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Gannon, Mary

DEATH OF A FAVORITE ACTRESS.— The New York papers announce the death on the 22d instant, of a talented comic actress, Mary Gannon. Twenty-seven years ago, she was regarded one of the most fascinating danseuses then on the stage. She pirouetted in Columbia for several seasons, completely turning the heads of the young men. While exhibiting her skill in horsemanship, in our streets, she was thrown and very severely injured, and the night of her re-appearance the old theatre was jammed, and Mary was repeatedly called before the curtain to receive the hearty congratulations of those present. Mary abandoned Terpsichore early in life, and applied herself studiously to the higher branches of the histrionic profession. That she achieved the utmost success is proven by the very complimentary manner in which the papers speak of her—the theatrical critic of the Tribune asserting that “in losing her, the American stage loses the best comic actress of this generation.” Her last appearance on the stage was at Wallack’s, on the 27th of January, and when she laid aside her stage dresses, that night, she said that she should never use them again. She had long known that the end was approaching—that the black curtain was about to fall. She had passed away in the prime of her years and in the fullness of her fame; and she is happy in leaving a name that will often be thought of with a sigh, and that will never be mentioned without a smile.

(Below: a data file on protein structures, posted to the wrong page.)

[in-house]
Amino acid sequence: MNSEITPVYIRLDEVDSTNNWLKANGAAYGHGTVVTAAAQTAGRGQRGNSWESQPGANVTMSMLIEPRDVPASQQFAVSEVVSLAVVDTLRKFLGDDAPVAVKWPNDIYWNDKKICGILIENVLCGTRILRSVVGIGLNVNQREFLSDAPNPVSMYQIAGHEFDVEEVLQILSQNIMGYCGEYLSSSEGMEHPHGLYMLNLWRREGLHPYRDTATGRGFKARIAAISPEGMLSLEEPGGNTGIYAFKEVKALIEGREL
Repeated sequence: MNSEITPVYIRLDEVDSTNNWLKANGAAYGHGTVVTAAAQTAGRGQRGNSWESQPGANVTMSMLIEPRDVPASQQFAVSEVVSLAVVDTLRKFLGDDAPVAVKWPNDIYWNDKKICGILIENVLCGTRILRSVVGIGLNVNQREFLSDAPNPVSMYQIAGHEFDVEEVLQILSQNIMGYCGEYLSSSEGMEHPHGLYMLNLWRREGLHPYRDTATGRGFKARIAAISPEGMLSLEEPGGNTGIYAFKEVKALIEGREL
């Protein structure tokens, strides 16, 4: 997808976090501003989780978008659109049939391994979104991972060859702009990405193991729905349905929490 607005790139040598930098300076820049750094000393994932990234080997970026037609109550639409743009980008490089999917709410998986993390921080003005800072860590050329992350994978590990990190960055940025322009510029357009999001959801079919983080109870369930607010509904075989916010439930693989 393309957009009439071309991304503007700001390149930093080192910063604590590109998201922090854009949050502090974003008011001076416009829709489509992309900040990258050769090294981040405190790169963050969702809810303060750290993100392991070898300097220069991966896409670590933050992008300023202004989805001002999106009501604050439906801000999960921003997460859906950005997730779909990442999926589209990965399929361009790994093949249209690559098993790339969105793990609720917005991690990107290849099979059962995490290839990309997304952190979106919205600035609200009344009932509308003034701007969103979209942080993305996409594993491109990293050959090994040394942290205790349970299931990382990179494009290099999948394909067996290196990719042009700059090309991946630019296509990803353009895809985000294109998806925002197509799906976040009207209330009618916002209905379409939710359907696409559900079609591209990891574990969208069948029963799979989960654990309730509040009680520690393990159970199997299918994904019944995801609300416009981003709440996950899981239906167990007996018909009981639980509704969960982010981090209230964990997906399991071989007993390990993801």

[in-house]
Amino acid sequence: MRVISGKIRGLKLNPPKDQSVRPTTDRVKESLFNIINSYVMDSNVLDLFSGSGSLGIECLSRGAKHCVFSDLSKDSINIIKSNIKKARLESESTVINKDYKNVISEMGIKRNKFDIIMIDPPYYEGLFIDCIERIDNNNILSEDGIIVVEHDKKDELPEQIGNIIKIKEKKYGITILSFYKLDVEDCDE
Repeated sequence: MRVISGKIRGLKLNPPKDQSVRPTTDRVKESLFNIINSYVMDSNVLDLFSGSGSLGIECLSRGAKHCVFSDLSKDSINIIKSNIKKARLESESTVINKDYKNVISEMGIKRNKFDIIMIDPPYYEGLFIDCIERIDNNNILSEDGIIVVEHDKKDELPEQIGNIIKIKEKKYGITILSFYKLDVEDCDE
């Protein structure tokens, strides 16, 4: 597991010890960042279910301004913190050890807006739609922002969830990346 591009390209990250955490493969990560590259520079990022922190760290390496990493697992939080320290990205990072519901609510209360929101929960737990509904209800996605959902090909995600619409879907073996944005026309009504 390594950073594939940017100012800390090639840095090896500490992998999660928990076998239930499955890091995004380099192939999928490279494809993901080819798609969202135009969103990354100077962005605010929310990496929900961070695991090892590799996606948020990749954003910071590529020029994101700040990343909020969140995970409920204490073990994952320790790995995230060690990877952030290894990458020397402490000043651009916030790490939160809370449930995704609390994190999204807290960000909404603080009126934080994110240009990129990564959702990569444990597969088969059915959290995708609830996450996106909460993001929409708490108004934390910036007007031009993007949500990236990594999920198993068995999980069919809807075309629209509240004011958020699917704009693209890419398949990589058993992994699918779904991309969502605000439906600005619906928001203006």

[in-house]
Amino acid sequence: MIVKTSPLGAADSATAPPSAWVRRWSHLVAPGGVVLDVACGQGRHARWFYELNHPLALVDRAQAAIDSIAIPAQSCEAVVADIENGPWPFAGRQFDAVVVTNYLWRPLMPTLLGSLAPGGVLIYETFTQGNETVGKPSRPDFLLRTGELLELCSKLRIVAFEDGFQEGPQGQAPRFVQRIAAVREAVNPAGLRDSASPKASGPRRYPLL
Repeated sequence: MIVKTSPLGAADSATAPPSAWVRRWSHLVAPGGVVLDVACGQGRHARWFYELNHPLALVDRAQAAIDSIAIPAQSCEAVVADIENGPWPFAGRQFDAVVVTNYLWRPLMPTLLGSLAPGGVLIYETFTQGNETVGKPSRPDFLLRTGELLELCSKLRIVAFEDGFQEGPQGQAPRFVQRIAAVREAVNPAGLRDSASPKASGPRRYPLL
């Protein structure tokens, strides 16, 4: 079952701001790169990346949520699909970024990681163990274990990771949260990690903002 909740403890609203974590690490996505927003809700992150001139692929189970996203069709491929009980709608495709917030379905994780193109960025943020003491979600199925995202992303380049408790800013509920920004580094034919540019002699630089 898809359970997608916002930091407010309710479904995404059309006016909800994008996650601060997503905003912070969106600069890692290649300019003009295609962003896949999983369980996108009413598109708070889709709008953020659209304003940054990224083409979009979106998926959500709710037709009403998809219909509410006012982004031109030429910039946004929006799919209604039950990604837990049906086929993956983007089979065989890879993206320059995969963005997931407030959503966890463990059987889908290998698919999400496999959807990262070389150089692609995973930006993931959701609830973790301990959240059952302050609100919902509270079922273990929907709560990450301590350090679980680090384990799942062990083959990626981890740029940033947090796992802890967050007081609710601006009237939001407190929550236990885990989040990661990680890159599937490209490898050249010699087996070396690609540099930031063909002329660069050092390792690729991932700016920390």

The Daily Phoenix 2/27/1868. Print.

Gannon, The Daily Phoenix, 2/27/1868